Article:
Daily encounters with the religious opiate

Discussion in 'Religion' started by Vexen, Dec 11, 2014.

  1. Vexen Registered Member

    Messages:
    27
    To fellow atheists

    The emotional comfort religious belief provides is something I observe on a daily basis. Everyday I read a Facebook post about putting your trust in God during difficult "times".

    Personally, I have a girlfriend who is a dedicated Christian. As you can infer, I am an atheist. This contradiction in belief, at "times", plays its tole on my mind. However, I have learnt to deal with such contradictions as all my family and friends are apparently religious. Additionally, I remain, in their view, a fellow theist.

    I'm just looking for some allies, people who are expressing this strange dilemma I encounter. Provide your story about people you know who rely on God's grace or whatever your view is on this dilemma.

    The presumption of this discussion is that an all-caring God does not exist and a belief in such an entity is mainly, in a sense, an opiate.
     
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  3. elte Valued Senior Member

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    Welcome to the forum.

    I had a friend who referred to such belief as a crutch. I see it doing it's job holding people I know up, though. It causes them to socially interact generally in a pleasant way, too.

    As I got older, onward from childhood, my religion got weaker and weaker. People have used the saying, "Just do it." Following that became harder and harder.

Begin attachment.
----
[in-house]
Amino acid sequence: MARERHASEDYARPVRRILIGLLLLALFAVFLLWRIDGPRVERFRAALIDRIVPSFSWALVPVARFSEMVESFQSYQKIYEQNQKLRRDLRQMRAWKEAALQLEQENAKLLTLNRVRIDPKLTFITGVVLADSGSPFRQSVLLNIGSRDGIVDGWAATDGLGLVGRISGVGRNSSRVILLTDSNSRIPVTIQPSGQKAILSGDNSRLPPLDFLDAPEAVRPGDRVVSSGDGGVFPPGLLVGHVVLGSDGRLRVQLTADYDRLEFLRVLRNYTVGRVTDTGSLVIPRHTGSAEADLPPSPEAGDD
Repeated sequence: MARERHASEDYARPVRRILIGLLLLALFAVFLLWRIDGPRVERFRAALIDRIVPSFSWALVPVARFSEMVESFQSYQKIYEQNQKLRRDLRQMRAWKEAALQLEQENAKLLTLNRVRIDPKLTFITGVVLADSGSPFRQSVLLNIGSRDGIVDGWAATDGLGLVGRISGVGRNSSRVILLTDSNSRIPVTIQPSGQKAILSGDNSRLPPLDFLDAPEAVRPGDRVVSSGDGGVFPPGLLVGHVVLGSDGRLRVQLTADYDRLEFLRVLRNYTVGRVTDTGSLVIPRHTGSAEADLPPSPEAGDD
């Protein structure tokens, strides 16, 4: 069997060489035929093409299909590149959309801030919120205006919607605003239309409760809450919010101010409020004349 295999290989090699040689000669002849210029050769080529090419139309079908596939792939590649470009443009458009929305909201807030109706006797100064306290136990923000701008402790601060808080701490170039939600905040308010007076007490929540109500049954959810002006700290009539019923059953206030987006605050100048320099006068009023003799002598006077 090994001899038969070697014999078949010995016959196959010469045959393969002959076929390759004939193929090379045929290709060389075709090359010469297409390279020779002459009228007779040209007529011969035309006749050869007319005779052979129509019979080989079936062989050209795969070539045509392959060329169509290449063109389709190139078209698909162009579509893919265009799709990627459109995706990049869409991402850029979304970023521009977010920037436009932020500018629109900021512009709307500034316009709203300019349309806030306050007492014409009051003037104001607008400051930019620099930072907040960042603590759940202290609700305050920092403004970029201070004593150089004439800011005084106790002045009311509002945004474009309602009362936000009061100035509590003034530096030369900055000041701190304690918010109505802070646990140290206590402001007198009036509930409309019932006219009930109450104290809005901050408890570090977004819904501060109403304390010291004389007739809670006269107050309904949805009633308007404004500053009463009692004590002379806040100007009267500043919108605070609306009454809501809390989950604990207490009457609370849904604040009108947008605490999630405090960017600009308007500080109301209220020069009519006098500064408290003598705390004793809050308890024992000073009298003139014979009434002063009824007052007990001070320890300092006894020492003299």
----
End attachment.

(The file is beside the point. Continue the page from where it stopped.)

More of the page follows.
It turns out that my brain doesn't allow me the same effect, though I do interact pleasantly because I believe that "What goes around comes around." I see what that saying describes operate in a purely secular manner.

    I feel a bit bad about people doing things for me with my view that they are saving up illusory riches for a non-existent future. But I feel I'm in a bad position because my lacking the type of belief they have leaves me without the motivation to invest a lot of effort, unless the worldly cost\benefit figure is biased usually a little favorably in my direction. That is, I gain more than I lose. However, according to the principle of secular karma that I mentioned above, I strive for everything I do to also be a positive experience for the people I interact with, where everyone becomes better off.
     
    Last edited: Dec 11, 2014
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  5. spidergoat Liddle' Dick Tater Valued Senior Member

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    My view is people could easily do without the comfort religion provides, they are stronger than they think. But to lose all your friends for lack of religion might be devastating.
     
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  7. zgmc Registered Senior Member

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    Welcome.